Step 1: Locate the right web driver
Since Selenium will use an actual driver, one of the first decisions you’ll need to make is to determine which driver to use. Generally it won’t matter, but the best browser to use, is the one that works the best for your target website. For example, if your target website works best under Firefox, then use that.
|Browser||Supported OS||Maintained by||Download||Issue Tracker|
|Internet Explorer||Windows||Selenium Project||Downloads||Issues|
So decide which one, and then go to the download page. For this example we will use FireFox. In the above table, the download link goes to this page: https://github.com/mozilla/geckodriver/releases
You can then click on the latest release:
You can then scroll down to the bottom of the page to see the driver list:
Right click on the .gz file, and then get the URL.
Step 2: Download the web driver
Next go to your linux terminal and create a directory to store this file:
Next go into that directory, and then use wget to download the url by pasting the link you copied above:
Step 3: Extract the download web drivers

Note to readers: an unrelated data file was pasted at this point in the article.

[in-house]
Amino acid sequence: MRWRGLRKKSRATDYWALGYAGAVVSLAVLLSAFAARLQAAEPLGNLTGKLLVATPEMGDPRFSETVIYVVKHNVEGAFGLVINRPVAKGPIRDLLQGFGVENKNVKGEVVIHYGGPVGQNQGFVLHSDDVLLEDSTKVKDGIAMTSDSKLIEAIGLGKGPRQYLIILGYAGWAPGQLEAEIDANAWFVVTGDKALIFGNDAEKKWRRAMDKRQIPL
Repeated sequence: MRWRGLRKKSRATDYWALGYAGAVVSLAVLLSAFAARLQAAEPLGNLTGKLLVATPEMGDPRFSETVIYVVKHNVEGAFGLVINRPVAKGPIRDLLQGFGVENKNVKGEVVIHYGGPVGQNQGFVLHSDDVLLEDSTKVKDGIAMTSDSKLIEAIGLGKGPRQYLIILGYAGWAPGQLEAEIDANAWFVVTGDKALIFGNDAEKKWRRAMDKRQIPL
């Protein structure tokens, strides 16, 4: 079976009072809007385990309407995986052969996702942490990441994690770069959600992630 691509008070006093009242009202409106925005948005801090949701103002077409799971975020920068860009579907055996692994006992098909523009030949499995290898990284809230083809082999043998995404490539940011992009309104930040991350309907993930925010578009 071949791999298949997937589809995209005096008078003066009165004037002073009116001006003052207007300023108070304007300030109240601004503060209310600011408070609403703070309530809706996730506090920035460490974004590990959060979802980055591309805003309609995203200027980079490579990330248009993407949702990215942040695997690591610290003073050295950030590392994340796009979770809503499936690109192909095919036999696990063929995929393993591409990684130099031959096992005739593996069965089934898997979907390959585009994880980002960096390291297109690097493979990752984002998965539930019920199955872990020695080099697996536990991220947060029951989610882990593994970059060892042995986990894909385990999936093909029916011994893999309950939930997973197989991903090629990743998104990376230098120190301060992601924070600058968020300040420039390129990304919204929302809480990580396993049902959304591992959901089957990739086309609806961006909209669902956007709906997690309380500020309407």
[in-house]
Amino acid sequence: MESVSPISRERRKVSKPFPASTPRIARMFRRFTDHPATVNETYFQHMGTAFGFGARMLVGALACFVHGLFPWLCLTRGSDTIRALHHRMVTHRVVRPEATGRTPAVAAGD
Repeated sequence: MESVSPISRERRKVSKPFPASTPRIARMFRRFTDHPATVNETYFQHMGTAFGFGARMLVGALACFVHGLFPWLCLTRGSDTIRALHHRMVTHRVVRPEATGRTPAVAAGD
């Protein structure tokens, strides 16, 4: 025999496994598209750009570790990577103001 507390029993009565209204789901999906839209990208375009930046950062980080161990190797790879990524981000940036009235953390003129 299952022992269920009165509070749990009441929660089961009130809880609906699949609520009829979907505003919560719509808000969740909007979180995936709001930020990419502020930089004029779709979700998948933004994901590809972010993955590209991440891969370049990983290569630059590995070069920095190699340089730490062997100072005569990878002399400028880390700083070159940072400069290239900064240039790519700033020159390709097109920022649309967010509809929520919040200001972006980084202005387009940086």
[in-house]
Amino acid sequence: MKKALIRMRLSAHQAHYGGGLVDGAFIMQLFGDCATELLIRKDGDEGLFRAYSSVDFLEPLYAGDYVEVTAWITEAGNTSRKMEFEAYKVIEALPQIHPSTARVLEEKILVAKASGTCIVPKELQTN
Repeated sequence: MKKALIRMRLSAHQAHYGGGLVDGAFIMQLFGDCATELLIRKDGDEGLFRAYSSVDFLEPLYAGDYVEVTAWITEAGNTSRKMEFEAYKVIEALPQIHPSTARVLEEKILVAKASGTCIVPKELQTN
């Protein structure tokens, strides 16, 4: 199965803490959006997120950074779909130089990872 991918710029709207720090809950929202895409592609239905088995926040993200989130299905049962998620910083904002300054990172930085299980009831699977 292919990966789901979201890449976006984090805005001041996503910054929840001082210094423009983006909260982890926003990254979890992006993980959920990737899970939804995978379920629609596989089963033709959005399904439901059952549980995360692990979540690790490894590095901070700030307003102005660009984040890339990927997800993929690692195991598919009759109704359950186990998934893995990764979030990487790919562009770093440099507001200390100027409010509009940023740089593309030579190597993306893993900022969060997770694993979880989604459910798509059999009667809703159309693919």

Next you should see the .gz file when you list the files:
You can the gzip the file to extract it:
gzip -d geckodriver-v0.29.1-linux32.tar.gz
You can then finally untar the file to decompress:
tar -xvf geckodriver-v0.29.1-linux32.tar
Step 4: Configure PATH
What you will be left with is a file called “geckodriver”. This is the driver file. You will need to have it made available via the export path. The reason is that the selenium looks for the driver file from the PATH operating system environment variable.
I simply went to the parent directory, then updated the PATH environment variable by taking the existing PATH value ($PATH) then appending the gdriver folder:
If you do not do the above, you will get the error:
selenium.common.exceptions.WebDriverException: Message: 'geckodriver' executable needs to be in PATH.
Step 5: Test running the web driver
That’s it! Now if you test the following code, you should be able to run a web query by running a firefox driver in the background:
# main.py from selenium import webdriver from selenium.webdriver import FirefoxOptions opts = FirefoxOptions() opts.add_argument("--headless") browser = webdriver.Firefox(options=opts) # Declare a variable containing the URL is going to be scrapped URL = 'https://pythonhowtoprogram.com/' # Web driver going into website browser.get(URL) # Printing page title print(browser.title)
You will notice it does take a few seconds to run for the first time. It’s because that an instance of a browser needs to be loaded which does take a few seconds. Just keep this in mind in case you need to have faster performance for which you may need to use urllib or requests instead.
Now that you know how to install a driver, there are numerous webscraping tutorials we have on offer. You can find them all in our web scraping section: https://pythonhowtoprogram.com/category/web-scraping/
Want More Great Articles? Subscribe to our newsletter and have great articles sent right to your inbox as they come: